Soundtrack: Kendrick Lamar “I”
This writing is a testament to the evolution of my thinking and my activity. For years I participated in various facets of the Black Liberation Movement. From the moment that I was exposed to its existence at fifteen years old, my identity has been centered in my devotion to “the struggle” for freedom for Black people in America. Most of my activity over the years was rooted in a deep anger over the injustices that my people have received from the moment that we fell into the hands of white people in West Africa before making the long boat rides to the Western Hemisphere.
However, in 2012, my life was changed by being introduced to Tantra. I was inspired to become a Tantra energy healer and, as such, I felt the need to suppress my anger for a while. The part of me that wanted to fight for Liberation had to chill so that I could develop the part of me that wanted to heal my people from the inside out, especially our women.
About a month after being exposed to Tantra, in February 2012, I wrote a blog post that I never published. The main idea of that writing was that the Black Liberation Movement hasn’t seen satisfactory success since the 1960s because we learned how to love Black people as a collective, but we never learned how to love our individual Black selves. Part of what I said is this:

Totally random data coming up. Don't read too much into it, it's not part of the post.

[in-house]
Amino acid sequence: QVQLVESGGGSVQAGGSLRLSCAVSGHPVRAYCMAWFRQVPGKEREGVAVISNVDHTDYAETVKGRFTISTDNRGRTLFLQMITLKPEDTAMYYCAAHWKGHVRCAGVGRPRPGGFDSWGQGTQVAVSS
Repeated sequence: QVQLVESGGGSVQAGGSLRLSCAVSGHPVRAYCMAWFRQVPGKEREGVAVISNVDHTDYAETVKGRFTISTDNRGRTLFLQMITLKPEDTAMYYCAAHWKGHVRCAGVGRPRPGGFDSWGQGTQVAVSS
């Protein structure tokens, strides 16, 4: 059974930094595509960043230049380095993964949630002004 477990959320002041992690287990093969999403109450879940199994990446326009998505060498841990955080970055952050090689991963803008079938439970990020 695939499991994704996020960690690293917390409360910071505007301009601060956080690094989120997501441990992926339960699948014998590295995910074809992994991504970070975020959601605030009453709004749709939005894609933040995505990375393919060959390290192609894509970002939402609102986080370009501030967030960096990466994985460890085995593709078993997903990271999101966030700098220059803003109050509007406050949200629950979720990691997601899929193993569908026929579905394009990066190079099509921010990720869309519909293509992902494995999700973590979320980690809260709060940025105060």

“If God is Love, and God’s domain is Heaven, then it is impossible for us to truly love ourselves and attract anything other than Heaven into our lives. If you don’t feel like you’re living in Heaven then the cause of that can be found in a lack of love for yourself, because your thoughts produce your reality. So how do we produce that love for Self? And conversely, how do we remove negative feelings toward Self? Is it possible to do so? Does the answer to those questions have any bearing on why we call sex “making love?” Can love heal people who have been the world’s foremost recipients of hate?”
I disagree with a lot of the details of what I wrote at that time. My knowledge of history has improved since then and that has impacted my understanding of what the challenges facing our people have been. I totally forgot about writing that until very recently.